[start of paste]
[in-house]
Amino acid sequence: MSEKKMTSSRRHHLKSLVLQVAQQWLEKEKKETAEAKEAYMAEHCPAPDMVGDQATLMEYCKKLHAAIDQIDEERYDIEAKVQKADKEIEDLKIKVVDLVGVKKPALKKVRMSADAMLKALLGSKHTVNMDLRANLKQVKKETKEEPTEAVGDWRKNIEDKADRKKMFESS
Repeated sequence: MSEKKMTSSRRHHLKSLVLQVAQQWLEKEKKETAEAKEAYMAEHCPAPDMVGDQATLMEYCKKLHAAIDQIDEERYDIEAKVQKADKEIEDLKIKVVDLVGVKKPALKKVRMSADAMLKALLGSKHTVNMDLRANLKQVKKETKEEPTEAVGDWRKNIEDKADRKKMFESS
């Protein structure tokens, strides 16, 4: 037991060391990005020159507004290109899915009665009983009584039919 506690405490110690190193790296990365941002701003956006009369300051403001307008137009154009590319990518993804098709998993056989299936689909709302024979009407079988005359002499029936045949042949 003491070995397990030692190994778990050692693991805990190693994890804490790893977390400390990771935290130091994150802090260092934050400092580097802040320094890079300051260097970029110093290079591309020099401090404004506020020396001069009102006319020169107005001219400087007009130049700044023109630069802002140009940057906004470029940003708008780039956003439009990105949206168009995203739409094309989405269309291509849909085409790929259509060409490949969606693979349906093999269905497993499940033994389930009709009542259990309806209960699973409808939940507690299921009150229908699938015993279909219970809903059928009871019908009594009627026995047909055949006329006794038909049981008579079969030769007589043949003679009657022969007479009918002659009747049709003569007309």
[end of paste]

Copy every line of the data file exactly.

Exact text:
[in-house]
Amino acid sequence: MSEKKMTSSRRHHLKSLVLQVAQQWLEKEKKETAEAKEAYMAEHCPAPDMVGDQATLMEYCKKLHAAIDQIDEERYDIEAKVQKADKEIEDLKIKVVDLVGVKKPALKKVRMSADAMLKALLGSKHTVNMDLRANLKQVKKETKEEPTEAVGDWRKNIEDKADRKKMFESS
Repeated sequence: MSEKKMTSSRRHHLKSLVLQVAQQWLEKEKKETAEAKEAYMAEHCPAPDMVGDQATLMEYCKKLHAAIDQIDEERYDIEAKVQKADKEIEDLKIKVVDLVGVKKPALKKVRMSADAMLKALLGSKHTVNMDLRANLKQVKKETKEEPTEAVGDWRKNIEDKADRKKMFESS
């Protein structure tokens, strides 16, 4: 037991060391990005020159507004290109899915009665009983009584039919 506690405490110690190193790296990365941002701003956006009369300051403001307008137009154009590319990518993804098709998993056989299936689909709302024979009407079988005359002499029936045949042949 003491070995397990030692190994778990050692693991805990190693994890804490790893977390400390990771935290130091994150802090260092934050400092580097802040320094890079300051260097970029110093290079591309020099401090404004506020020396001069009102006319020169107005001219400087007009130049700044023109630069802002140009940057906004470029940003708008780039956003439009990105949206168009995203739409094309989405269309291509849909085409790929259509060409490949969606693979349906093999269905497993499940033994389930009709009542259990309806209960699973409808939940507690299921009150229908699938015993279909219970809903059928009871019908009594009627026995047909055949006329006794038909049981008579079969030769007589043949003679009657022969007479009918002659009747049709003569007309």